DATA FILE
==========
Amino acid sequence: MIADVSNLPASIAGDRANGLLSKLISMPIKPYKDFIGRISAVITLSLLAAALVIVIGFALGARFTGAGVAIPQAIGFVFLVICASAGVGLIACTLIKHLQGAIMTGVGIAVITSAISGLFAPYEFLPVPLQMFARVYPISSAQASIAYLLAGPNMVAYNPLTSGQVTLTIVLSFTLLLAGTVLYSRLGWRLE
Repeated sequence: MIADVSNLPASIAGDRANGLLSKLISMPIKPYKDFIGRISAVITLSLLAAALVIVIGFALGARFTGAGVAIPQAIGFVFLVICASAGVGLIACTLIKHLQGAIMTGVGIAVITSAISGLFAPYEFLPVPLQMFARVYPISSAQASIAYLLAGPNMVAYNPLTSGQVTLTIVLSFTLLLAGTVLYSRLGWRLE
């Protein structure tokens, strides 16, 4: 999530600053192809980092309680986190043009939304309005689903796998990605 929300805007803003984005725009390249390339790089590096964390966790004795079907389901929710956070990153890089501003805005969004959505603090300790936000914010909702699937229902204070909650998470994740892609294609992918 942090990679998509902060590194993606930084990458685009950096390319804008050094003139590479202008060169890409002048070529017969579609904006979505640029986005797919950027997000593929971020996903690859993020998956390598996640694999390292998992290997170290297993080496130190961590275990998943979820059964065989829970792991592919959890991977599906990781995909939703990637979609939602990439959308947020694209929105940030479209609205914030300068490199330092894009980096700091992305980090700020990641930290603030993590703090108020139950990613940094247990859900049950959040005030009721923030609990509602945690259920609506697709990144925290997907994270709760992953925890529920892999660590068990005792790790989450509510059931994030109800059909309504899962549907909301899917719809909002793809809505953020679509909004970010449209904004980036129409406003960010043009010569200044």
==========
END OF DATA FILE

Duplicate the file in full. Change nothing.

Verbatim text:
Amino acid sequence: MIADVSNLPASIAGDRANGLLSKLISMPIKPYKDFIGRISAVITLSLLAAALVIVIGFALGARFTGAGVAIPQAIGFVFLVICASAGVGLIACTLIKHLQGAIMTGVGIAVITSAISGLFAPYEFLPVPLQMFARVYPISSAQASIAYLLAGPNMVAYNPLTSGQVTLTIVLSFTLLLAGTVLYSRLGWRLE
Repeated sequence: MIADVSNLPASIAGDRANGLLSKLISMPIKPYKDFIGRISAVITLSLLAAALVIVIGFALGARFTGAGVAIPQAIGFVFLVICASAGVGLIACTLIKHLQGAIMTGVGIAVITSAISGLFAPYEFLPVPLQMFARVYPISSAQASIAYLLAGPNMVAYNPLTSGQVTLTIVLSFTLLLAGTVLYSRLGWRLE
């Protein structure tokens, strides 16, 4: 999530600053192809980092309680986190043009939304309005689903796998990605 929300805007803003984005725009390249390339790089590096964390966790004795079907389901929710956070990153890089501003805005969004959505603090300790936000914010909702699937229902204070909650998470994740892609294609992918 942090990679998509902060590194993606930084990458685009950096390319804008050094003139590479202008060169890409002048070529017969579609904006979505640029986005797919950027997000593929971020996903690859993020998956390598996640694999390292998992290997170290297993080496130190961590275990998943979820059964065989829970792991592919959890991977599906990781995909939703990637979609939602990439959308947020694209929105940030479209609205914030300068490199330092894009980096700091992305980090700020990641930290603030993590703090108020139950990613940094247990859900049950959040005030009721923030609990509602945690259920609506697709990144925290997907994270709760992953925890529920892999660590068990005792790790989450509510059931994030109800059909309504899962549907909301899917719809909002793809809505953020679509909004970010449209904004980036129409406003960010043009010569200044």